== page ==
Assistant Professor, Teaching Stream
Environment/Sustainability Education Coordinator
PhD Environmental Studies
, York University
PBD Environmental Sciences , Capilano University
MA Values & the Environment , Lancaster University
BSc (Honours) Biology & Marine Ecology , University of British Columbia
My interdisciplinary work examines the intersections of experiential learning, place/context, environmental ethics, and human-animal relationships. Starting from a feminist epistemological standpoint that understands environmental education as necessarily intertwined with social justice, my teaching practice and pedagogical research bring together content with form by investigating the influence of material and social contexts on how and what people learn about the environment and animals, as well as by developing methods for ethical ways of making knowledge. I am drawn to FES for its commitment to creative and active scholarship, and its encouragement of progressive modes of teaching and learning, which strive to engage with the world beyond the academy to create positive change.
Pedagogical Innovation Projects
I am currently developing the inclusion of two experiential learning tools in my teaching practice: creative environmental activism and citizen science/amateur naturalism. Both help students to connect theoretical concepts with real-world practices and tangible situations they can directly relate to and learn from first-hand. Moreover, these tools facilitate environmental action and empower students to get involved and do something about the issues they are studying.
Outside of the classroom, I am engaged in public environmental awareness by transforming my broader work to reach nonacademic audiences, employing tools of creative advocacy and popular technologies. My primary website, the Urban Animal Advocacy Lab (www.urban-animals.org), presents insights from my research, and emerging revelations from the academic realm, in ways that are fun, accessible, constructive and non-confrontational for a general audience. It is an exciting format through which to educate and collaborate with the public online, and one that I am prioritizing as a teaching tool for future educators and environmental advocates in my courses.
Articles in Refereed Journals:
Warkentin, T. (2012). Must every animal studies scholar be vegan? Special Issue: Animal Others, Invited Symposium: Feminists Encountering Animals. Hypatia: Journal of Feminist Philosophy 27(3), 499-504.
Warkentin, T. (2011). Cultivating Urban Naturalists: Teaching Experiential, Place-based Education through Nature Journaling in Central Park. Journal of Geography 110(6), 227-238.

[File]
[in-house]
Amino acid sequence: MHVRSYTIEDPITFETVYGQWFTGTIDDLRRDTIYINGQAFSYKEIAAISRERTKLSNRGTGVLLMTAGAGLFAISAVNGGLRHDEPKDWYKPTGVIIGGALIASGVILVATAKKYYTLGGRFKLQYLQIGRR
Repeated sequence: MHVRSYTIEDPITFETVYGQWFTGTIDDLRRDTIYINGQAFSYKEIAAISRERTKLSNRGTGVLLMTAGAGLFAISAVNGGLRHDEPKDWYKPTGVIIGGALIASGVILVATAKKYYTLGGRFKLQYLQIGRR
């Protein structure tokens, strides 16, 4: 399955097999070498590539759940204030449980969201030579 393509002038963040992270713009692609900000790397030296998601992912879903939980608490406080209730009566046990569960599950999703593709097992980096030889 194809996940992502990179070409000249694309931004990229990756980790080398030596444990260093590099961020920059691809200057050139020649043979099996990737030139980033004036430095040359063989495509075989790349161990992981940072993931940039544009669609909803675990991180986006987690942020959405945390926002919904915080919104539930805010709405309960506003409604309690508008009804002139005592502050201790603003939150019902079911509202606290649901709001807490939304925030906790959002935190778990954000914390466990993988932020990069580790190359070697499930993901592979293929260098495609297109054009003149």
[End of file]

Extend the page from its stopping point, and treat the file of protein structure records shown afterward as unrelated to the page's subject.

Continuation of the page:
Warkentin, T. (2011). Interspecies Etiquette in Place: Ethical Affordances in Swim-with- dolphin Programs. Ethics & the Environment 16(1), 99-122.
Wilson, M., Hickey, M., Craine, J., Fawcett, L., Oberhauser, A., Roe, E., & Warkentin, T. (2011). Cyborg Spaces and Monstrous Places: Critical Geographic Engagements with Harawayian Theory. Aether: The Journal of Media Geography 8(A), 42-67.
Warkentin, T. (2010). Interspecies Etiquette: An Ethics of Paying Attention to Animals. Ethics & the Environment, 15(1), 101-121.
Oakley, J., Watson, G., Russell, C., Cutter-Mackenzie, A., Fawcett, L., Kuhl, G., Russell, J., van der Waal, M., & Warkentin, T. (2010). Animal Encounters in Environmental Education Research: Responding to the “Question of the Animal.” Canadian Journal of Environmental Education, 15, 86-102.
Warkentin, T. (2006). Dis/Integrating Animals: Ethical Dimensions of the Genetic Engineering of Animals for Human Consumption. Special Issue: Genetic Technologies and Animals. AI & Society, 20, 80-102.
Leduc, T., & Warkentin, T. (2006). Creative Disruptions in the Subway of Critical Environmental Pedagogy. Canadian Journal of Environmental Education, 11, 166-178.
Warkentin, T. (2002). It’s Not Just What You Say, But How You Say It: An Exploration of the Moral Dimensions of Metaphor and the Phenomenology of Narrative. Canadian Journal of Environmental Education, 7(2), 241-55.
Chapters in Books:
Warkentin T. (2012). Thinking like a Whale: Interdisciplinary Methods for the Study of Human-Animal Interactions. In R. Mitchell & J. Smith (eds), Experiencing Animal Minds: An Anthology of Human-Animal Encounters (129-141). New York: Columbia University Press.
Warkentin, T., & Fawcett, L. (2010). Whale and Human Agency in World-Making: Decolonizing Whale-Human Encounters. In R. Acampora (ed), Metamorphoses of the Zoo: Animal Encounter after Noah (103-121). Lanham, MD: Lexington Books.
Warkentin, T. (2009). Whale Agency: Affordances and Acts of Resistance in Captive Environments. In S. McFarland & R. Hediger (eds) Animals and Agency: An Interdisciplinary Exploration (23-43). Leiden: Brill.
Warkentin, T. (2009). Dis/Integrating Animals: Ethical Dimensions of the Genetic Engineering of Animals for Human Consumption. In C. Gigliotti (ed), Leonardo’s Choice: Genetic Technologies and Animals (151-171). Bioethics/Applied Philosophy Series. Springer Netherlands.
Warkentin, T., & Watson, G. (Eds.). (2014). Special Issue: Animals in Place. Society & Animals 22(1).
Watson, G. & Warkentin, T. (Eds.). (2013). Special Issue: Animals, Place and Humans. Animal Studies Journal 2 (1).
Warkentin, T. (2012). The City’s “Wildest” Residents: Urban Wildlife in New York City. AAG Newsletter, March, 47(3), 7-8.
Warkentin, T. (2007). Philosophy and Animals. In M. Bekoff (ed.). Encyclopedia of Human- Animal Relationships. Westport, CT: Greenwood Press.
Warkentin, T. (2007). Animal Metaphors. In M. Bekoff (ed.). Encyclopedia of Human-Animal Relationships. Westport, CT: Greenwood Press.